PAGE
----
hypergeomatrix
Evaluation of the hypergeometric function of a matrix argument (Koev & Edelman's algorithm)
Let \((a_1, \ldots, a_p)\) and \((b_1, \ldots, b_q)\) be two vectors of real or
complex numbers, possibly empty, \(\alpha > 0\) and \(X\) a real symmetric or a
complex Hermitian matrix.
The corresponding hypergeometric function of a matrix argument is defined by
\[{}_pF_q^{(\alpha)} \left(\begin{matrix} a_1, \ldots, a_p \\\\ b_1, \ldots, b_q\end{matrix}; X\right) = \sum_{k=0}^{\infty}\sum_{\kappa \vdash k} \frac{{(a_1)}_{\kappa}^{(\alpha)} \cdots {(a_p)}_{\kappa}^{(\alpha)}} {{(b_1)}_{\kappa}^{(\alpha)} \cdots {(b_q)}_{\kappa}^{(\alpha)}} \frac{C_{\kappa}^{(\alpha)}(X)}{k!}.\]
The inner sum is over the integer partitions \(\kappa\) of \(k\) (which we also
denote by \(\kappa = k\)). The symbol \({(\cdot)}_{\kappa}^{(\alpha)}\) is the
generalized Pochhammer symbol, defined by
\[{(c)}^{(\alpha)}_{\kappa} = \prod_{i=1}^{\ell}\prod_{j=1}^{\kappa_i} \left(c  \frac{i1}{\alpha} + j1\right)\]
when \(\kappa = (\kappa_1, \ldots, \kappa_\ell)\).
Finally, \(C_{\kappa}^{(\alpha)}\) is a Jack function.
Given an integer partition \(\kappa\) and \(\alpha > 0\), and a
real symmetric or complex Hermitian matrix \(X\) of order \(n\),
the Jack function
\[C_{\kappa}^{(\alpha)}(X) = C_{\kappa}^{(\alpha)}(x_1, \ldots, x_n)\]
is a symmetric homogeneous polynomial of degree \(\kappa\) in the
eigen values \(x_1\), \(\ldots\), \(x_n\) of \(X\).
The series defining the hypergeometric function does not always converge.
See the references for a discussion about the convergence.
The inner sum in the definition of the hypergeometric function is over
all partitions \(\kappa \vdash k\) but actually
\(C_{\kappa}^{(\alpha)}(X) = 0\) when \(\ell(\kappa)\), the number of nonzero
entries of \(\kappa\), is strictly greater than \(n\).
For \(\alpha=1\), \(C_{\kappa}^{(\alpha)}\) is a Schur polynomial and it is
a zonal polynomial for \(\alpha = 2\).
In random matrix theory, the hypergeometric function appears for \(\alpha=2\)
and \(\alpha\) is omitted from the notation, implicitely assumed to be \(2\).
Koev and Edelman (2006) provided an efficient algorithm for the evaluation
of the truncated series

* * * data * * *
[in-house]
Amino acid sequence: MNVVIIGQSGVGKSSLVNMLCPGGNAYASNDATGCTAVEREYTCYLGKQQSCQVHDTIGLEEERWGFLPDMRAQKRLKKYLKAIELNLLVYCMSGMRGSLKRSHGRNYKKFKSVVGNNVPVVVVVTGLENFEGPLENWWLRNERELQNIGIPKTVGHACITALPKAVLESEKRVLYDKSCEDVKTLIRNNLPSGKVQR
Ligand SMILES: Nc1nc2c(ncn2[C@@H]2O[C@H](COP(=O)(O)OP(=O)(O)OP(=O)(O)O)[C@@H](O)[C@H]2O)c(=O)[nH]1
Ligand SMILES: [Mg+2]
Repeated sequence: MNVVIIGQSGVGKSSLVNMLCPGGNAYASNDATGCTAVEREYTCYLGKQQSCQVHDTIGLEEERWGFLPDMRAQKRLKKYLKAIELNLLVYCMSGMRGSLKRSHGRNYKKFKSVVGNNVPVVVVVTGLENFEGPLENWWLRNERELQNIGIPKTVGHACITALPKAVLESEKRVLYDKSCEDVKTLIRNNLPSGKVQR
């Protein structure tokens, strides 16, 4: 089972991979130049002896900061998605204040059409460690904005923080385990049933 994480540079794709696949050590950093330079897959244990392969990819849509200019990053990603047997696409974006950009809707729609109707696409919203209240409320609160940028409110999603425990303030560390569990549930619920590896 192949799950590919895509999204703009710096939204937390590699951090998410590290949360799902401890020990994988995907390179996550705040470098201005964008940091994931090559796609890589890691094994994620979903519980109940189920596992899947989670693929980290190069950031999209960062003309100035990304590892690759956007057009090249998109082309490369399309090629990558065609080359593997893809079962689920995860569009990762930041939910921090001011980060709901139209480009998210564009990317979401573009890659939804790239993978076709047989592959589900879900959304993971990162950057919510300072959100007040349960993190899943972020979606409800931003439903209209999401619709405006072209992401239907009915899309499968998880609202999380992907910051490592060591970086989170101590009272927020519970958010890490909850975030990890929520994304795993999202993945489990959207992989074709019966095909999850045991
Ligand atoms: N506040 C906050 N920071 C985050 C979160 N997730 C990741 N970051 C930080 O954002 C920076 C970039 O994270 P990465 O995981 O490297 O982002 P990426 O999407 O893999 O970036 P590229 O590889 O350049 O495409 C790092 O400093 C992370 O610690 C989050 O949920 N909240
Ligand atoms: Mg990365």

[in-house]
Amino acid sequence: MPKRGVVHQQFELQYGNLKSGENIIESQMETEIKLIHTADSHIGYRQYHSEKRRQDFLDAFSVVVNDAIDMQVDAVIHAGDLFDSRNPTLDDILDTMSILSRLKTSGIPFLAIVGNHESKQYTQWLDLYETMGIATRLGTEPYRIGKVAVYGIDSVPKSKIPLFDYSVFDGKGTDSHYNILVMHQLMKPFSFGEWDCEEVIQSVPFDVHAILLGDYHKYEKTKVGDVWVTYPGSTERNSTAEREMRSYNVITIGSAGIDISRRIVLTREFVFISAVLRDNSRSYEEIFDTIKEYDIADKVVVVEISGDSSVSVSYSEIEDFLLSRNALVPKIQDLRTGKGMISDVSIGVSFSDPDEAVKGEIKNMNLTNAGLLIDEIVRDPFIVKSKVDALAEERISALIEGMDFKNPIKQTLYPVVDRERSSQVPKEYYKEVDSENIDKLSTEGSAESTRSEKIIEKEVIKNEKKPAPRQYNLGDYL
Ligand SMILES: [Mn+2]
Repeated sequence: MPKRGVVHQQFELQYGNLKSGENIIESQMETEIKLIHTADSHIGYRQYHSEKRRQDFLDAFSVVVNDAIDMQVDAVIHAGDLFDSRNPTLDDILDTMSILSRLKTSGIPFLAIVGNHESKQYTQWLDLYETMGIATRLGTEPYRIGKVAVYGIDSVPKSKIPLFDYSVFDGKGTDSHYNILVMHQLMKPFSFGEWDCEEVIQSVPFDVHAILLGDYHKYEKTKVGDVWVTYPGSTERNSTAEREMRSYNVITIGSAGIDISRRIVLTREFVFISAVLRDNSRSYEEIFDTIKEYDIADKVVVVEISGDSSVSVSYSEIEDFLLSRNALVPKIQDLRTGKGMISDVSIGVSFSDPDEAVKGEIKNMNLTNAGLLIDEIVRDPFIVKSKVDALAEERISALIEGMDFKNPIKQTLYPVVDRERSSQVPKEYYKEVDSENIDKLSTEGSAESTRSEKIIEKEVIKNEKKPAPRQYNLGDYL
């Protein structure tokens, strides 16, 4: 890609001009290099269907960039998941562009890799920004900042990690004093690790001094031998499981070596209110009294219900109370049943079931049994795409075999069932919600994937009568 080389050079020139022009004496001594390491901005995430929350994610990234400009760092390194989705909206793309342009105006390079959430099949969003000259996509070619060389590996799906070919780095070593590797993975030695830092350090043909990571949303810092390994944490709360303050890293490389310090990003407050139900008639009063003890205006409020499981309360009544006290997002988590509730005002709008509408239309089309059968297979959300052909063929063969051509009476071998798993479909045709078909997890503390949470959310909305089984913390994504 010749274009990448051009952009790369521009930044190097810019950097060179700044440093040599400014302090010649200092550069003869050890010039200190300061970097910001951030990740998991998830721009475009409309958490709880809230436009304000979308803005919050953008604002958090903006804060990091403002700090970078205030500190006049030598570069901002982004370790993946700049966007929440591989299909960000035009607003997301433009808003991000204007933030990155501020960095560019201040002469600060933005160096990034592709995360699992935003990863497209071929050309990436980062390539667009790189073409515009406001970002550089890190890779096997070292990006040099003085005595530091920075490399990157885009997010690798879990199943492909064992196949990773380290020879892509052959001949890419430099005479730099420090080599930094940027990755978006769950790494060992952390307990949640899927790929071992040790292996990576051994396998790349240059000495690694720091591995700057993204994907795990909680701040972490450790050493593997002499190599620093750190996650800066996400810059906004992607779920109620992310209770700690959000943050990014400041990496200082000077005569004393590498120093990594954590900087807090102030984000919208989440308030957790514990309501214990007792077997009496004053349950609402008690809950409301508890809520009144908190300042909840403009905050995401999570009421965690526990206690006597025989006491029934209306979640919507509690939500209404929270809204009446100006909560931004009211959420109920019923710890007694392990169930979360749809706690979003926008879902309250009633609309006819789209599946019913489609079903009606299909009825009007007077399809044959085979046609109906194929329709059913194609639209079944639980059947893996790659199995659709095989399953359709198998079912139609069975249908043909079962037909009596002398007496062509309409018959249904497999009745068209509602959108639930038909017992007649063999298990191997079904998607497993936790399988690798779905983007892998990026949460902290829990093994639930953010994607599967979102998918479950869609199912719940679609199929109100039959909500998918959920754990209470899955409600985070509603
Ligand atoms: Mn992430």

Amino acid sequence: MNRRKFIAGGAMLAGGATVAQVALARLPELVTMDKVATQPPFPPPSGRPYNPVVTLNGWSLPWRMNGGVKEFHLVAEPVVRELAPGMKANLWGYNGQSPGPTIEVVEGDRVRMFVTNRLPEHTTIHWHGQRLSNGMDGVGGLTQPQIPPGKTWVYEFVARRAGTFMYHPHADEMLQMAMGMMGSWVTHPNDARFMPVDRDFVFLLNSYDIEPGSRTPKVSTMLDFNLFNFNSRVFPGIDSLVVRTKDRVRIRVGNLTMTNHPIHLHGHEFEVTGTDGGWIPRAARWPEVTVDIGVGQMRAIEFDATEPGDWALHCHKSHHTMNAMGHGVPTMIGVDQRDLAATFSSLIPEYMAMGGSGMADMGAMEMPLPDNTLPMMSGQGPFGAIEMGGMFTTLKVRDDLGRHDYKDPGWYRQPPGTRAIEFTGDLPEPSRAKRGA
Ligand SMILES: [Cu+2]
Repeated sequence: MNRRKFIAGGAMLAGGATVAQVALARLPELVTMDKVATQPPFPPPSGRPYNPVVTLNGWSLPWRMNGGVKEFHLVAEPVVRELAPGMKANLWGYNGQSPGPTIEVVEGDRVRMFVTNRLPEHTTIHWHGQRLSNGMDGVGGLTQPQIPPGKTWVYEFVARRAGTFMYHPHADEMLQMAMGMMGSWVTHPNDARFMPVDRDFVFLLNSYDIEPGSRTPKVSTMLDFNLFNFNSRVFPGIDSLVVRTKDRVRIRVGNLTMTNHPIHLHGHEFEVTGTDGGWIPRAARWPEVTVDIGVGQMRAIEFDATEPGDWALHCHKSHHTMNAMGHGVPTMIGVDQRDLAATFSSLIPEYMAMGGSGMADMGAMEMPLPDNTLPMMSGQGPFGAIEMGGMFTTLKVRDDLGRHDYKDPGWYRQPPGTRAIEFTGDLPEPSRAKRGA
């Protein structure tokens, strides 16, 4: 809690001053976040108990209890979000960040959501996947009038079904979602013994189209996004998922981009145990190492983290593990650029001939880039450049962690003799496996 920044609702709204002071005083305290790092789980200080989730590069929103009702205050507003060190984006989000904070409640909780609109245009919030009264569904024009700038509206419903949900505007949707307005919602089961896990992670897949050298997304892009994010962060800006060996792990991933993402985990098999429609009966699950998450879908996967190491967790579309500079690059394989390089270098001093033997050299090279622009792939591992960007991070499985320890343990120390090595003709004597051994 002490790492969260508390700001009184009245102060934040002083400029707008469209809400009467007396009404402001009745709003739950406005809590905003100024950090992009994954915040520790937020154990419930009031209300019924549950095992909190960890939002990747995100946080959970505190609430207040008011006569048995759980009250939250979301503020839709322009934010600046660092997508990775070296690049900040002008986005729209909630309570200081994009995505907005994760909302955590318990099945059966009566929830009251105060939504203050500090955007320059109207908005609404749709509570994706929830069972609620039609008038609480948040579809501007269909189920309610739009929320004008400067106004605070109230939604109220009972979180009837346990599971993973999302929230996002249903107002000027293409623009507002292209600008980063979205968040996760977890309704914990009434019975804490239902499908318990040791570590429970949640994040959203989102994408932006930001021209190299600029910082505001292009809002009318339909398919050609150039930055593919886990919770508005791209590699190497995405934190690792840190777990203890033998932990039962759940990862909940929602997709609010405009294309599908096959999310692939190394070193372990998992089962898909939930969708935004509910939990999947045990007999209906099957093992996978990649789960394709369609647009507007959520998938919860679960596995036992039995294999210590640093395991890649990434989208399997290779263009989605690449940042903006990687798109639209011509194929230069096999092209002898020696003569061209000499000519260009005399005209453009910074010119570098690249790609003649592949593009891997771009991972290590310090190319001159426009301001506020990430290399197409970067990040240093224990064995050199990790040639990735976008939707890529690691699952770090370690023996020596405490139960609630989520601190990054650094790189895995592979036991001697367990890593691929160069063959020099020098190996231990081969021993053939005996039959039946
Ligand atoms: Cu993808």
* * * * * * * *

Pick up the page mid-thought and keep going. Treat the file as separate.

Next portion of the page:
\[\sideset{_p^m}{_q^{(\alpha)}}F \left(\begin{matrix} a_1, \ldots, a_p \\\\ b_1, \ldots, b_q\end{matrix}; X\right) = \sum_{k=0}^{m}\sum_{\kappa \vdash k} \frac{{(a_1)}_{\kappa}^{(\alpha)} \cdots {(a_p)}_{\kappa}^{(\alpha)}} {{(b_1)}_{\kappa}^{(\alpha)} \cdots {(b_q)}_{\kappa}^{(\alpha)}}
\frac{C_{\kappa}^{(\alpha)}(X)}{k!}.\]
Hereafter, \(m\) is called the truncation weight of the summation
(because \(\kappa\) is called the weight of \(\kappa\)), the vector
\((a_1, \ldots, a_p)\) is called the vector of upper parameters while
the vector \((b_1, \ldots, b_q)\) is called the vector of lower parameters.
The user has to supply the vector \((x_1, \ldots, x_n)\) of the eigenvalues
of \(X\).
For example, to compute
\[\sideset{_2^{15}}{_3^{(2)}}F \left(\begin{matrix} 3, 4 \\\\ 5, 6, 7\end{matrix}; 0.1, 0.4\right)\]
you have to enter
hypergeomat 15 2 [3.0, 4.0], [5.0, 6.0, 7.0] [0.1, 0.4]
We said that the hypergeometric function is defined for a real symmetric
matrix or a complex Hermitian matrix \(X\). Thus the eigenvalues of \(X\)
are real. However we do not impose this restriction in hypergeomatrix
.
The user can enter any list of real or complex numbers for the eigenvalues.
Gaussian rational numbers
The library allows to use Gaussian rational numbers, i.e. complex numbers
with a rational real part and a rational imaginary part. The Gaussian rational
number \(a + ib\) is obtained with a +: b
, e.g. (2%3) +: (5%2)
. The imaginary
unit usually denoted by \(i\) is represented by e(4)
:
ghci> import Math.HypergeoMatrix
ghci> import Data.Ratio
ghci> alpha = 2%1
ghci> a = (2%7) +: (1%2)
ghci> b = (1%2) +: (0%1)
ghci> c = (2%1) +: (3%1)
ghci> x1 = (1%3) +: (1%4)
ghci> x2 = (1%5) +: (1%6)
ghci> hypergeomat 3 alpha [a, b] [c] [x1, x2]
26266543409/25159680000 + 155806638989/3698472960000*e(4)
Univariate case
For \(n = 1\), the hypergeometric function of a matrix argument is known as the
generalized hypergeometric function.
It does not depend on \(\alpha\). The case of \(\sideset{_{2\thinspace}^{}}{_1^{}}F\) is the most known,
this is the Gauss hypergeometric function. Let's check a value. It is known that
\[\sideset{_{2\thinspace}^{}}{_1^{}}F \left(\begin{matrix} 1/4, 1/2 \\\\ 3/4\end{matrix}; 80/81\right) = 1.8.\]
Since \(80/81\) is close to \(1\), the convergence is slow. We compute the truncated series below
for \(m = 300\).
ghci> h < hypergeomat 300 2 [1/4, 1/2] [3/4] [80/81]
ghci> h
1.7990026528192298
References

Plamen Koev and Alan Edelman.
The efficient evaluation of the hypergeometric function of a matrix argument.
Mathematics of computation, vol. 75, n. 254, 833846, 2006.

Robb Muirhead.
Aspects of multivariate statistical theory.
Wiley series in probability and mathematical statistics.
Probability and mathematical statistics.
John Wiley & Sons, New York, 1982.

A. K. Gupta and D. K. Nagar.
Matrix variate distributions.
Chapman and Hall, 1999.